Chefs to Watch 2015: Lee Wolen, Boka, Chicago

Ari Bendersky

Lee Wolen admits he wasn’t a very good student while growing up. He much preferred working with his hands to cracking books, so when he was chosen as the sole student from his high school to attend culinary classes at another Cleveland-area school, he jumped at the chance. “I never wanted to be in a normal classroom or have a normal job,” he says. “There was something about making mayonnaise I liked better than history class.” That, combined with watching Lidia Bastianich’s cooking show with his grandmother, set him on the path toward Michelin greatness. 

Those daily vocational classes led to stints learning with chefs like Homaro Cantu at Moto, Ferran Adrià at El Bulli and Daniel Humm at Eleven Madison Park, where he served as sous chef for three years. The experiences taught Wolen how to create serious food with esoteric ingredients, but he also wanted to make food that was more approachable. “It’s serious without the attitude,” he says. “It’s upscale but not fussy.” 

Much of that humility derives from his Midwestern roots, which he brought with him to Chicago when he landed a job at The Lobby in The Peninsula Chicago. There, people came out in droves for his riffs on Eleven Madison Park’s famous juicy roasted chicken, its bronze-hued skin stuffed with herbed brioche and butter. His cooking—perhaps backed by his welcoming smile—earned him top reviews from Time Out Chicago, Chicago magazine and the Chicago Tribune, followed by a star in the 2013 Chicago Michelin guide.

Wolen parlayed that success into a partnership and executive chef role at Boka, teaming up with owners Kevin Boehm and Rob Katz. The accolades continue to pile up, but he admittedly shies away from the attention. He’s more concerned with staying busy and inspired, and creating dishes like heirloom carrots with dates, smoked goat cheese and pistachios, and his Caesar-inspired salad made with Parmesan crisps, in-house poached white anchovies and a Parmesan cream. And, of course, an emerging signature: his brandade ravioli—golden, buttery pockets filled with perfectly balanced salt cod floating in an artichoke-lemon purée that emulates sea foam ($15, recipe). “I haven’t had salt cod ravioli anywhere,” Wolen says. “It originated from the salt cod fritters we had at private events, and I thought it would be cool to put it into pasta instead of deep-frying it. It’s a way to have comfort and refinement in a pasta dish.”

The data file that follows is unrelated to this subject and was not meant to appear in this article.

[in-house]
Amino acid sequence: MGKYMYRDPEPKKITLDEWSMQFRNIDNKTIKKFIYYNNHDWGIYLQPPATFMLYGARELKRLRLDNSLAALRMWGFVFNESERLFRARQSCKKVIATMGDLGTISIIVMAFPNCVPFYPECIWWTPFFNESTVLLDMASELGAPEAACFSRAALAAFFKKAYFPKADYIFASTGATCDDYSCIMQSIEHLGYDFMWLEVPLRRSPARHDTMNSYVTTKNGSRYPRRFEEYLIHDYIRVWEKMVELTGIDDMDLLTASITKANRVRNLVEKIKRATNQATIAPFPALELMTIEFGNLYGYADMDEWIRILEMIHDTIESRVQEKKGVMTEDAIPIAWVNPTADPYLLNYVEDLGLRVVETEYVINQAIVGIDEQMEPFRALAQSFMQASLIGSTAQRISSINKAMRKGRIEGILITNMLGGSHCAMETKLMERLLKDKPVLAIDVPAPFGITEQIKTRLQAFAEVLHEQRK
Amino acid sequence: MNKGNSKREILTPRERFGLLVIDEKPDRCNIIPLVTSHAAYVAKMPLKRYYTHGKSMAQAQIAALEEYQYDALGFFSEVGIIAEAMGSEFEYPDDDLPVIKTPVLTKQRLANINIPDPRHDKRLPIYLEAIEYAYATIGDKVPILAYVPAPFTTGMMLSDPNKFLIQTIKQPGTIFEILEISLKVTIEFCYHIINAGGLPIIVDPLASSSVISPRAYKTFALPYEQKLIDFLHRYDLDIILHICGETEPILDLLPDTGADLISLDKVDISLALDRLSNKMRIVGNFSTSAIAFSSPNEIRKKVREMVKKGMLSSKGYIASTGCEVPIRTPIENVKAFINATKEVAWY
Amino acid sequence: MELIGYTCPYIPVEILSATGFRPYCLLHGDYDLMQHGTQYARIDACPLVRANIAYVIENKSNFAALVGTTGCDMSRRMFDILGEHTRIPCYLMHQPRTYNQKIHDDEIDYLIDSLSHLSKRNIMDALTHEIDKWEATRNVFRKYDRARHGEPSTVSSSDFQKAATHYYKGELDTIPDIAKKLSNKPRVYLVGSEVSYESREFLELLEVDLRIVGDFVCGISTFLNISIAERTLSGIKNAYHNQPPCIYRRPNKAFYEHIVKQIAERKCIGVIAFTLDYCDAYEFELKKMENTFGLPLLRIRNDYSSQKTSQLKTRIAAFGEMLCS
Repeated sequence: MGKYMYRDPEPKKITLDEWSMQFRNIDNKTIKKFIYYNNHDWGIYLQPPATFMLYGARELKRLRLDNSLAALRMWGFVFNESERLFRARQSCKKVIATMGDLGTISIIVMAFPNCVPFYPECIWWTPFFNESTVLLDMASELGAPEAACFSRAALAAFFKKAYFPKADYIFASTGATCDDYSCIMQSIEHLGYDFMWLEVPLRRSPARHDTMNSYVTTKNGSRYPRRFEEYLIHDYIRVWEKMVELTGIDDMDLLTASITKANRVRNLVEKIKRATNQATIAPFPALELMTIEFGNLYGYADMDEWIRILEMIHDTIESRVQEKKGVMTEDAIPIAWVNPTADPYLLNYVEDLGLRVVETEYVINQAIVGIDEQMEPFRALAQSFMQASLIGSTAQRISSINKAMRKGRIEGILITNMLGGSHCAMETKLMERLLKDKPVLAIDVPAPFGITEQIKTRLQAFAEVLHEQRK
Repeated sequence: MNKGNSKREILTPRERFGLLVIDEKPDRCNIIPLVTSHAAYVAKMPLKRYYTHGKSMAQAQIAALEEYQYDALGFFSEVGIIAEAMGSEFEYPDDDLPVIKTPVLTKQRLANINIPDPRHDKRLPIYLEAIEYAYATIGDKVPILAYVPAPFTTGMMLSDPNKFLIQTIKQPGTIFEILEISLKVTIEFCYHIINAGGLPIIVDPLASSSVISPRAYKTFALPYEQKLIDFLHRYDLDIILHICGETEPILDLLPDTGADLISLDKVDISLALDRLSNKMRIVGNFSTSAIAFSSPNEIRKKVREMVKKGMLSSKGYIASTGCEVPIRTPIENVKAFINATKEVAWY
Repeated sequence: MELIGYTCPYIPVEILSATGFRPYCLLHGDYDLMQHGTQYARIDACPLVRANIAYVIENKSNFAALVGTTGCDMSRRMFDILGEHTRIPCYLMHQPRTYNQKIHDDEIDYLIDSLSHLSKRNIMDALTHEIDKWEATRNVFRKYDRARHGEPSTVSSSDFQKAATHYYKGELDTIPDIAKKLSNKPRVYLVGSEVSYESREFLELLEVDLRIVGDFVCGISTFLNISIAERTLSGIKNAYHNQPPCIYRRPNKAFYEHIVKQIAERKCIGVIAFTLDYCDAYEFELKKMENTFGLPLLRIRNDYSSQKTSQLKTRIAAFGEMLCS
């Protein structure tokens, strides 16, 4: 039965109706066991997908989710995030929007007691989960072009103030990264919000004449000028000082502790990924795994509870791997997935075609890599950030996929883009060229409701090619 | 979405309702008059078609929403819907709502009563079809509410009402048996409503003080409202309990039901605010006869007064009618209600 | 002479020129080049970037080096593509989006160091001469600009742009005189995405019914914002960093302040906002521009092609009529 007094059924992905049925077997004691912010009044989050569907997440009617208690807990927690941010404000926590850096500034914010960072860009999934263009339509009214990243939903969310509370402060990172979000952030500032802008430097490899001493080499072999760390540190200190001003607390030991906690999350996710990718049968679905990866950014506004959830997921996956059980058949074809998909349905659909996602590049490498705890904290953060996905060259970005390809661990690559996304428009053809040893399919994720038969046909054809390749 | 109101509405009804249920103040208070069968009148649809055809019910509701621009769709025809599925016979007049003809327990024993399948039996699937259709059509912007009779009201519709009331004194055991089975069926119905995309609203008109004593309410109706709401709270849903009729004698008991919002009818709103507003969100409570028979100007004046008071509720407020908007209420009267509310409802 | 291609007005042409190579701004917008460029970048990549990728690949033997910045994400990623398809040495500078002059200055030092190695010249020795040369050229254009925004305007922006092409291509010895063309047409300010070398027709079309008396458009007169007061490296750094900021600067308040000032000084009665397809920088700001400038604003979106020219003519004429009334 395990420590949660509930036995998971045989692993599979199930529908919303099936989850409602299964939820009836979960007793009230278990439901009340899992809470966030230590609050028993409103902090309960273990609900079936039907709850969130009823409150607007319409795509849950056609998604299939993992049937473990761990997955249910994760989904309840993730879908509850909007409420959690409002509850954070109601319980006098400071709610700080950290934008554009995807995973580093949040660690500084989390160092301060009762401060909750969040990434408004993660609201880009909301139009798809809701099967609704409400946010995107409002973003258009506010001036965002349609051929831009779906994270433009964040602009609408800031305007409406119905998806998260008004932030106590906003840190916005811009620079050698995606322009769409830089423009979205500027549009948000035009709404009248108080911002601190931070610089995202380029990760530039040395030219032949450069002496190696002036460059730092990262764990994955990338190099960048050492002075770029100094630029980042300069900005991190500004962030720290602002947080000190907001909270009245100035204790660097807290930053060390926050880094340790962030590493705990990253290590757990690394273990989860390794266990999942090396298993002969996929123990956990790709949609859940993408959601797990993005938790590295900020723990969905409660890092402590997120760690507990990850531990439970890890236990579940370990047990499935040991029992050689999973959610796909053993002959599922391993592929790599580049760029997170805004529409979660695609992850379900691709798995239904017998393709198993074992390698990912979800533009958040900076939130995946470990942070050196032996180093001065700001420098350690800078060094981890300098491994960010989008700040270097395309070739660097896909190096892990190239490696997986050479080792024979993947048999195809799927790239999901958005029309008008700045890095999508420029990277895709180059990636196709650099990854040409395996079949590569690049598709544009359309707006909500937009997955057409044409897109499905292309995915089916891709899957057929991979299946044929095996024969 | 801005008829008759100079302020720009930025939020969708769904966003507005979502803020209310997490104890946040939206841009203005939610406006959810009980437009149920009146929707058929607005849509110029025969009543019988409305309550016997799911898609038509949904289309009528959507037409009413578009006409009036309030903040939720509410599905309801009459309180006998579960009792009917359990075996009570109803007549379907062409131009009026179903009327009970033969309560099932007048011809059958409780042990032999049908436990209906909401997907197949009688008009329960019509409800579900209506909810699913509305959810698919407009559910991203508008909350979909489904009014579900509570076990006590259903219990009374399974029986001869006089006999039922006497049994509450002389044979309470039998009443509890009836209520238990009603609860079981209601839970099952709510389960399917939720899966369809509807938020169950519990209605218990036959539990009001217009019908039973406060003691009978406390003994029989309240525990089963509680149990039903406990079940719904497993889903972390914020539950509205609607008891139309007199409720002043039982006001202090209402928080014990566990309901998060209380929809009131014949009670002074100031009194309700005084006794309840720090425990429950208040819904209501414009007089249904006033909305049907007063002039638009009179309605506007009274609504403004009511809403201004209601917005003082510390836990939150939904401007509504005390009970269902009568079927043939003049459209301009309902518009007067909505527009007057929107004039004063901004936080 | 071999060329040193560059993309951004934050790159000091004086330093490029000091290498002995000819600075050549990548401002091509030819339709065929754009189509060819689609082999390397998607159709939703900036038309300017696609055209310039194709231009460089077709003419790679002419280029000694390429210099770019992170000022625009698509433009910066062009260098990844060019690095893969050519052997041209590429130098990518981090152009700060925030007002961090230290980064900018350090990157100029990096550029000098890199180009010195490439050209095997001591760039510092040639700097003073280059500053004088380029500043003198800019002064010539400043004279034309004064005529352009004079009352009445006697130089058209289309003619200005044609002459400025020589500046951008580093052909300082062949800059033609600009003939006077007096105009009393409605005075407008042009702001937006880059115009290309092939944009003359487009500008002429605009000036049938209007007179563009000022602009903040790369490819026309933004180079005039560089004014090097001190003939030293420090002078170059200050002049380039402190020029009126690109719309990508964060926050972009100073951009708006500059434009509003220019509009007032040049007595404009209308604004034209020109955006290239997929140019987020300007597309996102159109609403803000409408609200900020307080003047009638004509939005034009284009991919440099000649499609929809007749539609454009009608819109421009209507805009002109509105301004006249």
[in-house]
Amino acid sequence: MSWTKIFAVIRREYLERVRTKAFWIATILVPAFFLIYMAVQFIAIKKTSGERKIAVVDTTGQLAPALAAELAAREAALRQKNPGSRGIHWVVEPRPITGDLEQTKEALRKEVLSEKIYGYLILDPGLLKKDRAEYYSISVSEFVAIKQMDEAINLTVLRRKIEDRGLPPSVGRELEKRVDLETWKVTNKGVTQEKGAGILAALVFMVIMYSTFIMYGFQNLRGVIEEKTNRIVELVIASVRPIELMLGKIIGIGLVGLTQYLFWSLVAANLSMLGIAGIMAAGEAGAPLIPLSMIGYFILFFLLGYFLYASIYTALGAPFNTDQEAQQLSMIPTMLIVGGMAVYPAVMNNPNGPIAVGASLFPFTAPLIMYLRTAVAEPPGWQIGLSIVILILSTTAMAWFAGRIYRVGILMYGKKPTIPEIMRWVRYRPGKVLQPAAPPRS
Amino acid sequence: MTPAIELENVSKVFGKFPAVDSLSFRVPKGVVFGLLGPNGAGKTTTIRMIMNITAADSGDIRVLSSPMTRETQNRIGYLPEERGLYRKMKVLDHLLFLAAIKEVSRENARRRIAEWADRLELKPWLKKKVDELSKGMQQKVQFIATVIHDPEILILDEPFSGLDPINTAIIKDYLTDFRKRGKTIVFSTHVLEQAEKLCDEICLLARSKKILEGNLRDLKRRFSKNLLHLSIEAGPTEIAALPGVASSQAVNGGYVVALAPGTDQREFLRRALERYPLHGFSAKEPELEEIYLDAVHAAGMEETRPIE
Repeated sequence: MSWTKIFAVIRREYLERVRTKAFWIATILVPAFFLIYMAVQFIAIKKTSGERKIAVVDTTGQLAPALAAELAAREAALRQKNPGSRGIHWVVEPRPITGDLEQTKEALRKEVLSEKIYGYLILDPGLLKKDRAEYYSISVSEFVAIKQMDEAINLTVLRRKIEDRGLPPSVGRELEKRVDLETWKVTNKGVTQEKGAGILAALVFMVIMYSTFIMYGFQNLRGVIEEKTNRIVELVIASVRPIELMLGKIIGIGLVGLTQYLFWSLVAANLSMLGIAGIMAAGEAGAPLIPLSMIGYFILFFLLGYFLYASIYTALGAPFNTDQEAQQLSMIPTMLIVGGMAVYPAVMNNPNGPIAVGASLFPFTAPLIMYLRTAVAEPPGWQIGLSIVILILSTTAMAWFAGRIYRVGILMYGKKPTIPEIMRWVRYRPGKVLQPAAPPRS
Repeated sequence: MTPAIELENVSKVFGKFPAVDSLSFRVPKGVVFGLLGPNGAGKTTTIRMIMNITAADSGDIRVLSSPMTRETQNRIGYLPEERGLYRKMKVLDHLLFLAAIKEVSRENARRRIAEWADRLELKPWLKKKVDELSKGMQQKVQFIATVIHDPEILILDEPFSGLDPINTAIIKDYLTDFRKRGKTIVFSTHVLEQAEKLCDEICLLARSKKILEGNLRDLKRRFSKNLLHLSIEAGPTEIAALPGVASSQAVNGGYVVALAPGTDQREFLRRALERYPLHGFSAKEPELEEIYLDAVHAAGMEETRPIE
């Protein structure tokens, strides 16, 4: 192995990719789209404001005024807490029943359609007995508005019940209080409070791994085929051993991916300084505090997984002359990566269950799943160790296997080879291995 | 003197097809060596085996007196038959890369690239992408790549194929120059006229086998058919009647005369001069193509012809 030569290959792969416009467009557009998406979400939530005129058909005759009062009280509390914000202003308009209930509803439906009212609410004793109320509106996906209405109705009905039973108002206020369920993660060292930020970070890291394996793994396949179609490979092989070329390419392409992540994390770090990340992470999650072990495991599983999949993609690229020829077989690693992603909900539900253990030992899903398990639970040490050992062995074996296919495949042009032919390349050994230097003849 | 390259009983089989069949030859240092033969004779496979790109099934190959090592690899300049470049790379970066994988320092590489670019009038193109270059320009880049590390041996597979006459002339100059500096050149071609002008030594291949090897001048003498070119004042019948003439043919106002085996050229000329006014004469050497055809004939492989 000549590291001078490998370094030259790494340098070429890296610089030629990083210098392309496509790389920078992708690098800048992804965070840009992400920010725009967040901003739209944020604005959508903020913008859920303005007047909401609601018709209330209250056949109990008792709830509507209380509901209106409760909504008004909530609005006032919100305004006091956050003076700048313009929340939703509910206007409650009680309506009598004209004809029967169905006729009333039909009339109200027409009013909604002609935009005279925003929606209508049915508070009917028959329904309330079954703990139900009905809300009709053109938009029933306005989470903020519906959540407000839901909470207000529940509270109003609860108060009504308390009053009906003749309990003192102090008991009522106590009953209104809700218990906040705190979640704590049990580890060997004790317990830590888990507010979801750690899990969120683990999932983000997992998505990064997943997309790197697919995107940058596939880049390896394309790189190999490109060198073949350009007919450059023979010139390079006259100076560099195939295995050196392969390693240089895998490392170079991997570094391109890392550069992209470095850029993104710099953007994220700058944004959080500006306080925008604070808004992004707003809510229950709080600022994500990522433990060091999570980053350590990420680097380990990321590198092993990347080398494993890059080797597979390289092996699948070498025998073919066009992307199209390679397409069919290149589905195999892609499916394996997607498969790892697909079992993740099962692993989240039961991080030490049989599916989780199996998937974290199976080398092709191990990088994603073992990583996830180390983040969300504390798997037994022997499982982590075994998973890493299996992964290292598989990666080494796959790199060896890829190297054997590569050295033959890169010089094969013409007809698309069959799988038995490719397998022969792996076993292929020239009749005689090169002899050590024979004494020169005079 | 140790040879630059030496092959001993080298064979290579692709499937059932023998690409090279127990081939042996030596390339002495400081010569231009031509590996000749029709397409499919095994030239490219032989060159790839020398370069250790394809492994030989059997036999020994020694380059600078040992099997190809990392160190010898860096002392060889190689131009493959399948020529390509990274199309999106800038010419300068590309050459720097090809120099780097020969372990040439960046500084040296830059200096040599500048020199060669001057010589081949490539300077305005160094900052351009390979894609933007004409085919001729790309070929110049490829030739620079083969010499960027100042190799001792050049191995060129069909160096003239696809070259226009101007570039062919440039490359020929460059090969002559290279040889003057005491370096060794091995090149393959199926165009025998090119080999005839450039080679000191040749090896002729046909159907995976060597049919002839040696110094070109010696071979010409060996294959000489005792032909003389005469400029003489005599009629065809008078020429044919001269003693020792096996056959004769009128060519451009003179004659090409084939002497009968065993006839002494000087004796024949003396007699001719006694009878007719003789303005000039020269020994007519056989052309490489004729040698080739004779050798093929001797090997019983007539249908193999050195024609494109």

The dish is definitely more indicative of his own style versus that spotlight creating roast chicken. It’s still serious, perhaps with a smidge of attitude, but also a whole lot of Midwestern charm. And that’s exactly how he likes it.

Q&A with Lee Wolen:

What career would you have if you weren’t a chef? I would be a professional fly-fishing guide. It’s super-relaxing. It’s challenging, as far as fishing, but it also takes focus. You [can’t] think about anything else when you’re fly-fishing. It’s Zen for me.

What restaurant is your dream stage location and why?
Xi’an Famous Foods in New York City, so I can figure out what goes into that sauce they put on their cold noodles!

What is your pet peeve in the kitchen?
Being late. In my kitchen, if you’re on time, you’re five minutes late. The minute I wake up, I’m stressed about being on time for work.

What was the first dish you ever made?
A ham and cheese omelet. I was like seven. My mom was probably with me. I liked making breakfast when I was a kid.

Who is your dream dinner guest, and what would you cook?
The Cleveland Cavaliers—any team from any season. I’d cook whatever they’d want.

Who would play you in the movie of your life?
Brad Pitt… because, why not?

What three words describe you best?
Neurotic. Passionate. Hungry.

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